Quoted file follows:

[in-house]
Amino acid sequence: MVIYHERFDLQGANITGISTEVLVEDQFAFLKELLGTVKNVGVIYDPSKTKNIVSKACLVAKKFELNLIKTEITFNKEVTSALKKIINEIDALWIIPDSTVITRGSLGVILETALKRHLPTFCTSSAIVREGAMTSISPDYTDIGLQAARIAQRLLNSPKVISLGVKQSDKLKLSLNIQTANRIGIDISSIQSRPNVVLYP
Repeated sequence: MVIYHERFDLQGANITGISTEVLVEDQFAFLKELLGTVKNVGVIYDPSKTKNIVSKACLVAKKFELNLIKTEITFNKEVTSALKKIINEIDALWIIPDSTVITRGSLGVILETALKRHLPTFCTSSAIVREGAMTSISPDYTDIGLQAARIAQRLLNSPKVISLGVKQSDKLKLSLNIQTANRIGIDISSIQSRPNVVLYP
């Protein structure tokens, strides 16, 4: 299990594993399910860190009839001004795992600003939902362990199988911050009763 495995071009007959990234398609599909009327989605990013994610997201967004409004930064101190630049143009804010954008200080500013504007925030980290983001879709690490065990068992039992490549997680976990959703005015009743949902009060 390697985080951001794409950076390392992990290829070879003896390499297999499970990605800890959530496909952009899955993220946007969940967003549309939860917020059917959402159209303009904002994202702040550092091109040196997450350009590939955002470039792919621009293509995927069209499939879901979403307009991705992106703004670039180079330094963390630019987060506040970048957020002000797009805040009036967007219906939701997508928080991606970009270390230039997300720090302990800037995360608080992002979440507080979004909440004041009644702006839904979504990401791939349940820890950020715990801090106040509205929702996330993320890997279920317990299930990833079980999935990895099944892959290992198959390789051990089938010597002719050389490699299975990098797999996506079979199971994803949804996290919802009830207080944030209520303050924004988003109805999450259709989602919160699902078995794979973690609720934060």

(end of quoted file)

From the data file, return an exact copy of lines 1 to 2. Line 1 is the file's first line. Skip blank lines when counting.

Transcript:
[in-house]
Amino acid sequence: MVIYHERFDLQGANITGISTEVLVEDQFAFLKELLGTVKNVGVIYDPSKTKNIVSKACLVAKKFELNLIKTEITFNKEVTSALKKIINEIDALWIIPDSTVITRGSLGVILETALKRHLPTFCTSSAIVREGAMTSISPDYTDIGLQAARIAQRLLNSPKVISLGVKQSDKLKLSLNIQTANRIGIDISSIQSRPNVVLYP